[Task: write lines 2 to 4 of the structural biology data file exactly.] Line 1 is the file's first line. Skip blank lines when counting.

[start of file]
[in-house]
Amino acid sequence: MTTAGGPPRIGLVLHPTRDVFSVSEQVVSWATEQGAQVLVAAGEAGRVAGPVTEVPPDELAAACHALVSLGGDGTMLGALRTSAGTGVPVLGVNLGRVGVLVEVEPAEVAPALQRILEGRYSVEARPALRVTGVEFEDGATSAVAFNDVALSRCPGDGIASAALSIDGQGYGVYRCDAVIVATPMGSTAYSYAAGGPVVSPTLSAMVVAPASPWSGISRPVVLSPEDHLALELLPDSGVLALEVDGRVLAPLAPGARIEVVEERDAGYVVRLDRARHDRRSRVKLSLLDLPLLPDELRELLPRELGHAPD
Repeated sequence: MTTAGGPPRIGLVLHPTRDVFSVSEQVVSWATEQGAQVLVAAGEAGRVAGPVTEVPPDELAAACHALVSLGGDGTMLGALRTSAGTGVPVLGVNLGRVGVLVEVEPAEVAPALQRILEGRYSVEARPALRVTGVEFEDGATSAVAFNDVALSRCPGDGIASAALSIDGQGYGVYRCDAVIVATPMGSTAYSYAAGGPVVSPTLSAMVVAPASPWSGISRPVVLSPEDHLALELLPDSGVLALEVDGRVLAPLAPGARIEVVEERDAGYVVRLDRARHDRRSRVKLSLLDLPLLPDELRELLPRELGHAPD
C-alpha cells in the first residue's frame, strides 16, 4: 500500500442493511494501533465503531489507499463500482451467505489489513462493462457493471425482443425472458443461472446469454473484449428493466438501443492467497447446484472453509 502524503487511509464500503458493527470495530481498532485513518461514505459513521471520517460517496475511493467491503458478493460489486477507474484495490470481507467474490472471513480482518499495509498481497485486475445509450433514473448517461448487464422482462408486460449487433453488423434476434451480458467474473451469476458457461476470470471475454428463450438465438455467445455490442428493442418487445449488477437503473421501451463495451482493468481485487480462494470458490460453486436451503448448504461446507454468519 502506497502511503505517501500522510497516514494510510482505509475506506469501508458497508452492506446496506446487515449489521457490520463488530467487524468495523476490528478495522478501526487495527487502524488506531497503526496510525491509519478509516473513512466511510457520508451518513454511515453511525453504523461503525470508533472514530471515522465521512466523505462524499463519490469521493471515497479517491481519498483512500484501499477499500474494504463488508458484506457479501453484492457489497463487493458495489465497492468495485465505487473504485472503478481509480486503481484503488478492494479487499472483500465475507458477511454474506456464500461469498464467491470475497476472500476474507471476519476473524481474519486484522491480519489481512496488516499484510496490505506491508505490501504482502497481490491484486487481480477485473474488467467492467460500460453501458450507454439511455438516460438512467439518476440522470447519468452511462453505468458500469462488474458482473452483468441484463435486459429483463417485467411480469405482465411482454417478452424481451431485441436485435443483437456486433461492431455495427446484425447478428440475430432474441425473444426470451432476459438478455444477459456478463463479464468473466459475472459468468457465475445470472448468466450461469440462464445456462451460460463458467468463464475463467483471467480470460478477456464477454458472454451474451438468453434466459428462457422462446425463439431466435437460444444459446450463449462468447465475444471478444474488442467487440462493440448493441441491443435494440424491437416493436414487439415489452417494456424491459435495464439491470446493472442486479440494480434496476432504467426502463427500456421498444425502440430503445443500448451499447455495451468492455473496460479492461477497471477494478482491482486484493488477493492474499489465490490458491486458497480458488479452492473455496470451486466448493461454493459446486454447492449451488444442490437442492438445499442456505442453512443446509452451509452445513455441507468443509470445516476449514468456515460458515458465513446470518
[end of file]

Amino acid sequence: MTTAGGPPRIGLVLHPTRDVFSVSEQVVSWATEQGAQVLVAAGEAGRVAGPVTEVPPDELAAACHALVSLGGDGTMLGALRTSAGTGVPVLGVNLGRVGVLVEVEPAEVAPALQRILEGRYSVEARPALRVTGVEFEDGATSAVAFNDVALSRCPGDGIASAALSIDGQGYGVYRCDAVIVATPMGSTAYSYAAGGPVVSPTLSAMVVAPASPWSGISRPVVLSPEDHLALELLPDSGVLALEVDGRVLAPLAPGARIEVVEERDAGYVVRLDRARHDRRSRVKLSLLDLPLLPDELRELLPRELGHAPD
Repeated sequence: MTTAGGPPRIGLVLHPTRDVFSVSEQVVSWATEQGAQVLVAAGEAGRVAGPVTEVPPDELAAACHALVSLGGDGTMLGALRTSAGTGVPVLGVNLGRVGVLVEVEPAEVAPALQRILEGRYSVEARPALRVTGVEFEDGATSAVAFNDVALSRCPGDGIASAALSIDGQGYGVYRCDAVIVATPMGSTAYSYAAGGPVVSPTLSAMVVAPASPWSGISRPVVLSPEDHLALELLPDSGVLALEVDGRVLAPLAPGARIEVVEERDAGYVVRLDRARHDRRSRVKLSLLDLPLLPDELRELLPRELGHAPD
C-alpha cells in the first residue's frame, strides 16, 4: 500500500442493511494501533465503531489507499463500482451467505489489513462493462457493471425482443425472458443461472446469454473484449428493466438501443492467497447446484472453509 502524503487511509464500503458493527470495530481498532485513518461514505459513521471520517460517496475511493467491503458478493460489486477507474484495490470481507467474490472471513480482518499495509498481497485486475445509450433514473448517461448487464422482462408486460449487433453488423434476434451480458467474473451469476458457461476470470471475454428463450438465438455467445455490442428493442418487445449488477437503473421501451463495451482493468481485487480462494470458490460453486436451503448448504461446507454468519 502506497502511503505517501500522510497516514494510510482505509475506506469501508458497508452492506446496506446487515449489521457490520463488530467487524468495523476490528478495522478501526487495527487502524488506531497503526496510525491509519478509516473513512466511510457520508451518513454511515453511525453504523461503525470508533472514530471515522465521512466523505462524499463519490469521493471515497479517491481519498483512500484501499477499500474494504463488508458484506457479501453484492457489497463487493458495489465497492468495485465505487473504485472503478481509480486503481484503488478492494479487499472483500465475507458477511454474506456464500461469498464467491470475497476472500476474507471476519476473524481474519486484522491480519489481512496488516499484510496490505506491508505490501504482502497481490491484486487481480477485473474488467467492467460500460453501458450507454439511455438516460438512467439518476440522470447519468452511462453505468458500469462488474458482473452483468441484463435486459429483463417485467411480469405482465411482454417478452424481451431485441436485435443483437456486433461492431455495427446484425447478428440475430432474441425473444426470451432476459438478455444477459456478463463479464468473466459475472459468468457465475445470472448468466450461469440462464445456462451460460463458467468463464475463467483471467480470460478477456464477454458472454451474451438468453434466459428462457422462446425463439431466435437460444444459446450463449462468447465475444471478444474488442467487440462493440448493441441491443435494440424491437416493436414487439415489452417494456424491459435495464439491470446493472442486479440494480434496476432504467426502463427500456421498444425502440430503445443500448451499447455495451468492455473496460479492461477497471477494478482491482486484493488477493492474499489465490490458491486458497480458488479452492473455496470451486466448493461454493459446486454447492449451488444442490437442492438445499442456505442453512443446509452451509452445513455441507468443509470445516476449514468456515460458515458465513446470518